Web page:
It’s a ‘head spinning’ moment in Washington, according to a senior American diplomat quoted in today’s New York Times. Diplomacy is on the rise. A negotiated agreement has replaced military threats in Syria, at least for the moment, and the possibility of a diplomatic breakthrough with Iran looms on the horizon.
President Obama will be speaking at the UN on Tuesday, and so will Iranian President Hassan Rouhani. The signals from Iran have been encouraging of late, with Rouhani promising ‘constructive engagement’ and Supreme Leader Ali Khamenei urging ‘heroic leniency’ in talks with the West.
Achieving progress with Iran will be difficult given the deep differences between Washington and Tehran. Each side will need to make a conciliatory gesture to break the ice. Iran desperately wants sanctions relief and would probably offer significant concessions in return for an easing of economic pressure.
President Obama is reportedly reluctant to offer sanctions relief until Iran agrees to negotiated limits on its nuclear program. Maintaining the leverage of sanctions makes sense, but this does not preclude the option of offering partial sanctions relief now to get the bargaining process underway.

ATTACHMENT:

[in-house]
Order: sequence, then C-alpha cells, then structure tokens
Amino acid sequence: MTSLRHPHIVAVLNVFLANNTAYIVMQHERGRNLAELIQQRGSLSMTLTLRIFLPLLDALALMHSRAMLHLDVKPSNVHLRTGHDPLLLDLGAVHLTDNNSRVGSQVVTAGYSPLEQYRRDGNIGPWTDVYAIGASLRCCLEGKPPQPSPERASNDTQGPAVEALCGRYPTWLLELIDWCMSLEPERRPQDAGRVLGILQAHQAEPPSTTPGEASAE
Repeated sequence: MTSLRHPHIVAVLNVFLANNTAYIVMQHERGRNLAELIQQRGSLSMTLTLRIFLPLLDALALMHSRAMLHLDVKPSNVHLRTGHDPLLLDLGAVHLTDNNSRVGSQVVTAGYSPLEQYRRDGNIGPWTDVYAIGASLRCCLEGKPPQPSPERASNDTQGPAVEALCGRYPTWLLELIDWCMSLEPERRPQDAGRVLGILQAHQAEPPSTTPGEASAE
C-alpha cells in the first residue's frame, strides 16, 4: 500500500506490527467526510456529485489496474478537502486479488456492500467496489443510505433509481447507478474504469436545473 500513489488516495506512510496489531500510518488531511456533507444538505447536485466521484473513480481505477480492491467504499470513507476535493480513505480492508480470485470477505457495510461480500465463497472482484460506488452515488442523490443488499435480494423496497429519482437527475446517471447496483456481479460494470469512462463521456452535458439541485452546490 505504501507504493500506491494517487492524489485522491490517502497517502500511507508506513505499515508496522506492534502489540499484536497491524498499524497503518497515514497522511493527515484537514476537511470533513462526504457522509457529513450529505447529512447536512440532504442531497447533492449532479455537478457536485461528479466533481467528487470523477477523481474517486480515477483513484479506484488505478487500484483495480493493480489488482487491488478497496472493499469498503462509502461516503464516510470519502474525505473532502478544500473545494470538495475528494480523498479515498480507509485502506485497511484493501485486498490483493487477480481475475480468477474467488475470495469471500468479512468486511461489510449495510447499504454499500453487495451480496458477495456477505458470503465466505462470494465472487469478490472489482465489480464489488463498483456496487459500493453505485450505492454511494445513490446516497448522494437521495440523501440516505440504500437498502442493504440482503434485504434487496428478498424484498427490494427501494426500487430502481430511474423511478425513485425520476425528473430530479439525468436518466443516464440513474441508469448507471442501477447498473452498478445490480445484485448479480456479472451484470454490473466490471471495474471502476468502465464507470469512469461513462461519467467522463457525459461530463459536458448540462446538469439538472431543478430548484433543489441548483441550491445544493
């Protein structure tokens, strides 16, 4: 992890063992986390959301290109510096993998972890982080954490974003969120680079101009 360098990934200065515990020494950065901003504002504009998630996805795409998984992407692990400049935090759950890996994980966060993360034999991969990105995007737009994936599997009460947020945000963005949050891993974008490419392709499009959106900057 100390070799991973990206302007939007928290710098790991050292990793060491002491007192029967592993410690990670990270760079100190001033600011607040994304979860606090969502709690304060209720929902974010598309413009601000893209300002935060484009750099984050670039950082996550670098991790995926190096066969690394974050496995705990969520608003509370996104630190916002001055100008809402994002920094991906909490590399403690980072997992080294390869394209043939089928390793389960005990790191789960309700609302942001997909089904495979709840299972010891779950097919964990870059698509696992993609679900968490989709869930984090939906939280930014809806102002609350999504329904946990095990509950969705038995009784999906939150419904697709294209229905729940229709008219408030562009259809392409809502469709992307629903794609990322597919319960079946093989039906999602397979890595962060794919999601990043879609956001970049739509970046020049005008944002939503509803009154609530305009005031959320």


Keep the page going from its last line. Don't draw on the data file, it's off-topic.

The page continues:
A decision to suspend non-military sanctions could open the door to significant Iranian concessions. As George Lopez and I argue, some non-military sanctions could be suspended for an initial period of six months, which could be renewed if Iran responds positively with concrete limitations on its nuclear program.
The decision to suspend some sanctions could be combined with an indication that other sanctions will be lifted on a step-by-step basis if the Iranian side reciprocates in establishing greater transparency and binding limits on its nuclear program. The advantage of sanctions suspension is that it allows for quickly re-activating sanctions if Iran does not respond in kind or attempts to exploit the gesture. It is a way of offering what the Iranians want most and provides a concrete test of their declared sincerity in building more constructive relations with the international community.